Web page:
For the second week in a row, the Jets needed Le’Veon Bell to carry the offense, and he was up to the task yet again.
Bell racked up a whopping 31 touches for the Jets. He ran the ball 21 times for 68 yards, and caught 10 passes for 61 yards, gaining a total of 129 yards from scrimmage.
Now, on the surface, Bell’s efficiency numbers from the game do not look good. He averaged 3.2 yards per carry and 6.1 yards per reception. Both numbers are below average.
However, it needs to be understood that for the second straight game, Bell was vastly out-producing what was blocked for him. The Jets offensive line was anemic yet again, but Bell was able to keep the Jets offense on track. He forced 11 missed tackles, leading the NFL for the second consecutive week. His total of 20 missed tackles so far is six more than any other player in the league (Austin Ekeler ranks second with 14).
Without Bell, it seems like the Jets may not have scored any points throughout their first two games.
Once the Jets offense can get a healthy Sam Darnold on the field, it’s exciting to think about what these two can do together. We couldn’t really see them at full strength in Week 1 due to the fact that Darnold was playing with mononucleosis – hopefully the Jets can get the pair back together while they still have a shot at the playoffs.
Ever since joining the Jets prior to the 2016 season, Steve McLendon has continuously been one of the most underrated players on the team. The veteran defensive tackle’s impact is profound, as he consistently creates a huge amount of penetration up front.
McLendon is solid against the pass, but that isn’t where he makes his money. It’s in the run game where McLendon really does some damage. He had a phenomenal game defending the run against the Browns, racking up four run stuffs (tackles in the run game for two yards or less and no first down). That was tied for the second-most among defensive tackles in Week 2 (Derek Wolfe led the league with five).
He rarely gets praise heaped his way by the general audience, but McLendon consistently goes out and gets the dirty work done in the trenches, helping to keep the Jets defense afloat. Few Jets have executed their assignments as consistently as McLendon has over the past few years, and it looks like the 33-year old has still got it.
The Jets are sore for help at edge rusher, with Brandon Copeland serving a four-game suspension and Jordan Jenkins leaving the Browns game with an injury that will have him sidelined on a week-to-week basis.
Enter Tarell Basham. He had an impressive game against the Browns, racking up a total of seven pressures. That total tied him for the fifth-most among edge defenders in Week 2.
One of those pressures was a sack, in which Basham showcased some great bend off the edge to beat left tackle Greg Robinson and bring down Baker Mayfield.
He was active in the run game as well, notching two run stuffs and halting a third down run short of the sticks.
It was a flat-out brutal outing for the entire offensive line. Le’Veon Bell was given almost no yardage before contact, while Trevor Siemian and Luke Falk faced constant pressure.
Each of Kelechi Osemele, Ryan Kalil, Brian Winters, and Brandon Shell had rough games. However, the worst of the bunch was easily left tackle Kelvin Beachum. He allowed five pressures, two of those sacks, while also taking a whopping three penalties. Myles Garrett absolutely dominated Beachum throughout the game.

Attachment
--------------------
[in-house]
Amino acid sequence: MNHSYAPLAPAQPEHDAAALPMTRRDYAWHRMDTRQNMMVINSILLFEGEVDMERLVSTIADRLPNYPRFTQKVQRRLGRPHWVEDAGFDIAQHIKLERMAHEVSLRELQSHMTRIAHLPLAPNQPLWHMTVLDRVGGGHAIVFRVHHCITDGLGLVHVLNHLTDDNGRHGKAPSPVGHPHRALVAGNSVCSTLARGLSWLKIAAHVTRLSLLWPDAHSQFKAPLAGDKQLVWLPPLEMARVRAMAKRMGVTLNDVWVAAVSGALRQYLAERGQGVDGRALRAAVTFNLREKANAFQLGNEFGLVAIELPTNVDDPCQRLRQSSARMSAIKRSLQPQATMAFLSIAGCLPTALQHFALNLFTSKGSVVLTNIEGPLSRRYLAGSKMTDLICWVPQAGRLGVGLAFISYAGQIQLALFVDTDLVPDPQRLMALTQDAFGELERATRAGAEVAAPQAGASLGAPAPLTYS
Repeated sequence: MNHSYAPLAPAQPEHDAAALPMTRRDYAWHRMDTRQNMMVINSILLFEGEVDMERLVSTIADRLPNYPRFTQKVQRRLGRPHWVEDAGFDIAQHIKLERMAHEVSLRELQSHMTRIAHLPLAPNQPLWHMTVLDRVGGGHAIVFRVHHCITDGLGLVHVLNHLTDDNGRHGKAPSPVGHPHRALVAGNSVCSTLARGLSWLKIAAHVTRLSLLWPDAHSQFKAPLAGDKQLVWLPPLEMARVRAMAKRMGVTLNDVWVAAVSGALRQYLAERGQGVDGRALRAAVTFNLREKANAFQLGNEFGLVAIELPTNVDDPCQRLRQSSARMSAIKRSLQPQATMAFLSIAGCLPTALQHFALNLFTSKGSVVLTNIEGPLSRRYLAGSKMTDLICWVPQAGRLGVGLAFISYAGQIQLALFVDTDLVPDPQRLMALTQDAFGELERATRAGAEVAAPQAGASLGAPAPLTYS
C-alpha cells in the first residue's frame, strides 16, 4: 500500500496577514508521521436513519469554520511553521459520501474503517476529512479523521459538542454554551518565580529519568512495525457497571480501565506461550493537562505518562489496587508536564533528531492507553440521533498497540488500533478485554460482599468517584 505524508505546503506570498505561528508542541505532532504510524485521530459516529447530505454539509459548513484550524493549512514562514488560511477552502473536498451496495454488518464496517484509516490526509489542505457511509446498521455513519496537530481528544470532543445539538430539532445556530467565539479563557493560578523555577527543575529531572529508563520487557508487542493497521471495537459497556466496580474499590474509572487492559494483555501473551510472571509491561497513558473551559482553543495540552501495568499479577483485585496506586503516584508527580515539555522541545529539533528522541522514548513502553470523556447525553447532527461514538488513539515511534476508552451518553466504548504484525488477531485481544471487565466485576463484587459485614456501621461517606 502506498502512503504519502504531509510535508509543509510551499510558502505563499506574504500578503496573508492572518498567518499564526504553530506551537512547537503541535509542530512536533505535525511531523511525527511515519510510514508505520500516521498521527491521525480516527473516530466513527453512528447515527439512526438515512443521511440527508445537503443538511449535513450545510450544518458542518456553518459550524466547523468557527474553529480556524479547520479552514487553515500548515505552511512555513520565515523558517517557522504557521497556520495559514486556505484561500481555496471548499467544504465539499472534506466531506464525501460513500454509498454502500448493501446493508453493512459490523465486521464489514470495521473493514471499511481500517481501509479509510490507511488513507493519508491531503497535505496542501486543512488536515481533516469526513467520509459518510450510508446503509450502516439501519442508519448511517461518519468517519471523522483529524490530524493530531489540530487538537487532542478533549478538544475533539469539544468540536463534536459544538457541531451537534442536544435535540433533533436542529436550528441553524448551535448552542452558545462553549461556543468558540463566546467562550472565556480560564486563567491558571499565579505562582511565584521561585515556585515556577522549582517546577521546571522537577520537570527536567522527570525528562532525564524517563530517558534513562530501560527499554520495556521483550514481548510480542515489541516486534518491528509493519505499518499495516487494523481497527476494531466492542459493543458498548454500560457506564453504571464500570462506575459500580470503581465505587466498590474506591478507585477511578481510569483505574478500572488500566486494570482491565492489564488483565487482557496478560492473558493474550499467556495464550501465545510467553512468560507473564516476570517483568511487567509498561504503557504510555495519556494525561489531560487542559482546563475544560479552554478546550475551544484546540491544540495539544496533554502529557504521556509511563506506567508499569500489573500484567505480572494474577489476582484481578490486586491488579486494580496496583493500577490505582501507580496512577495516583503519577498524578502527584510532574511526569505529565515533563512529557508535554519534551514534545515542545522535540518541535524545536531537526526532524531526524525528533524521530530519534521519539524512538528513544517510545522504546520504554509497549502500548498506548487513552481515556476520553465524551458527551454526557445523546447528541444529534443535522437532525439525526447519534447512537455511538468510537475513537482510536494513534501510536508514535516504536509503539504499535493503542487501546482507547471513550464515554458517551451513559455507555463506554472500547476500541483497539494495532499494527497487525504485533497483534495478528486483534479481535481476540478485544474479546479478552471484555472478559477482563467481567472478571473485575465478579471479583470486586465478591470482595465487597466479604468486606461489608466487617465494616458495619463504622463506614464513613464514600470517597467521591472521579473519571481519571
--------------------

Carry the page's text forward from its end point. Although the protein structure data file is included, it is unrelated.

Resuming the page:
Kalil is starting to look like a mistake. He doesn’t have it physically, and he has been in the middle of communication issues due to the fact he joined the team late.
Changes are going to need to be made soon across this unit.
Williams had a rough game, getting pushed around in the trenches. It was a rare down game for the stalwart, who usually provides the Jets with good run defense and a healthy dosage of pressure.
Leo got behind the line of scrimmage as a pass rusher quite a few times, but he struggled mightily to finish sacks and tackles behind the line. He was Pro Football Focus’ second-worst graded interior defensive tackle of the week (among players to play at least 50% of their team’s defensive snaps).
There was hope Williams could have a huge season this year, given that it is a contract season for him and he is getting the chance to play in Gregg Williams’ aggressive scheme. It just hasn’t happened thus far. The way things are trending, it is not looking like extending Williams would be a smart move for the Jets. He is a solid player, but he continues to prove that he is not a game-changer.
The Jets have sorely missed second-year tight end Chris Herndon, who is serving a four-game suspension to start the season. The Miami product looked like a future star as a rookie, but the team has had to tread water without him over the first quarter of the season.
So far, the results have not been good. The tight ends relieving Herndon have struggled mightily in all aspects.
In the receiving game, the Jets have gotten nothing out of this group. Starter Ryan Griffin has caught three of five targets for 10 yards so far, gaining an atrocious average of 2.0 yards per target. He didn’t catch any passes against Cleveland. Daniel Brown and Trevon Wesco have no receptions in either game.
The results in the blocking game have been just as bad. Griffin and Brown have struggled immensely with their blocking, giving up pressure at much too high of a rate and creating little push in the run game.
Chris Herndon can’t come back soon enough. His strong pass protection and versatile receiving ability will add dimensions to the offense that have been missing.